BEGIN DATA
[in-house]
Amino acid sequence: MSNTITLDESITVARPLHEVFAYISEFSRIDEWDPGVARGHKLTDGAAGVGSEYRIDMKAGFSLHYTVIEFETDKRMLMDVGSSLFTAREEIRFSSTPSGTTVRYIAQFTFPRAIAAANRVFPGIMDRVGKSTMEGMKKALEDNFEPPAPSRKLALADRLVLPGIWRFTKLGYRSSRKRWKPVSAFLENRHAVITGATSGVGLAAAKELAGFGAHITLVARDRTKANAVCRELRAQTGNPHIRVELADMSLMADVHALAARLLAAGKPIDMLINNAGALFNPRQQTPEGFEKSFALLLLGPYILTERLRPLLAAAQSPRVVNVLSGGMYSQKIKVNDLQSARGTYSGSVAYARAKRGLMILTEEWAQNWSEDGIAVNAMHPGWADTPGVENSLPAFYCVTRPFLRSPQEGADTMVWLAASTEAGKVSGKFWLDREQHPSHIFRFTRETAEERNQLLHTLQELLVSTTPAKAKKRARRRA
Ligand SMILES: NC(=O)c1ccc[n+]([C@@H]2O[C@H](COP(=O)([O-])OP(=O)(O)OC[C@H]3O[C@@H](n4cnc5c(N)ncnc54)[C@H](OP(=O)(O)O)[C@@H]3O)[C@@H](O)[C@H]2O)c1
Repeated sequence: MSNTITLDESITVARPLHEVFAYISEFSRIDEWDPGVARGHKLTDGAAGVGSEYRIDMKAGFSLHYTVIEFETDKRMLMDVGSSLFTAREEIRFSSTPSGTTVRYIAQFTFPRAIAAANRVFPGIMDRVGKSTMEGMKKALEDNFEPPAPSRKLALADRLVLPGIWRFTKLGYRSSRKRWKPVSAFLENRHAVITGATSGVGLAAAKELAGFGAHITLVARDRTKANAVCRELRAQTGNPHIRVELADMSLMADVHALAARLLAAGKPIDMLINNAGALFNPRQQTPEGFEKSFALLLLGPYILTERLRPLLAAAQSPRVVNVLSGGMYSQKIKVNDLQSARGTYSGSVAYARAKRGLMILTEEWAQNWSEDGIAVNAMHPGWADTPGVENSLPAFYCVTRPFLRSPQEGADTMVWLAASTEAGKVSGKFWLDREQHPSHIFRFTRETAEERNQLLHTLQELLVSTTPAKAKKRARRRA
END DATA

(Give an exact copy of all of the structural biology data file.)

[in-house]
Amino acid sequence: MSNTITLDESITVARPLHEVFAYISEFSRIDEWDPGVARGHKLTDGAAGVGSEYRIDMKAGFSLHYTVIEFETDKRMLMDVGSSLFTAREEIRFSSTPSGTTVRYIAQFTFPRAIAAANRVFPGIMDRVGKSTMEGMKKALEDNFEPPAPSRKLALADRLVLPGIWRFTKLGYRSSRKRWKPVSAFLENRHAVITGATSGVGLAAAKELAGFGAHITLVARDRTKANAVCRELRAQTGNPHIRVELADMSLMADVHALAARLLAAGKPIDMLINNAGALFNPRQQTPEGFEKSFALLLLGPYILTERLRPLLAAAQSPRVVNVLSGGMYSQKIKVNDLQSARGTYSGSVAYARAKRGLMILTEEWAQNWSEDGIAVNAMHPGWADTPGVENSLPAFYCVTRPFLRSPQEGADTMVWLAASTEAGKVSGKFWLDREQHPSHIFRFTRETAEERNQLLHTLQELLVSTTPAKAKKRARRRA
Ligand SMILES: NC(=O)c1ccc[n+]([C@@H]2O[C@H](COP(=O)([O-])OP(=O)(O)OC[C@H]3O[C@@H](n4cnc5c(N)ncnc54)[C@H](OP(=O)(O)O)[C@@H]3O)[C@@H](O)[C@H]2O)c1
Repeated sequence: MSNTITLDESITVARPLHEVFAYISEFSRIDEWDPGVARGHKLTDGAAGVGSEYRIDMKAGFSLHYTVIEFETDKRMLMDVGSSLFTAREEIRFSSTPSGTTVRYIAQFTFPRAIAAANRVFPGIMDRVGKSTMEGMKKALEDNFEPPAPSRKLALADRLVLPGIWRFTKLGYRSSRKRWKPVSAFLENRHAVITGATSGVGLAAAKELAGFGAHITLVARDRTKANAVCRELRAQTGNPHIRVELADMSLMADVHALAARLLAAGKPIDMLINNAGALFNPRQQTPEGFEKSFALLLLGPYILTERLRPLLAAAQSPRVVNVLSGGMYSQKIKVNDLQSARGTYSGSVAYARAKRGLMILTEEWAQNWSEDGIAVNAMHPGWADTPGVENSLPAFYCVTRPFLRSPQEGADTMVWLAASTEAGKVSGKFWLDREQHPSHIFRFTRETAEERNQLLHTLQELLVSTTPAKAKKRARRRA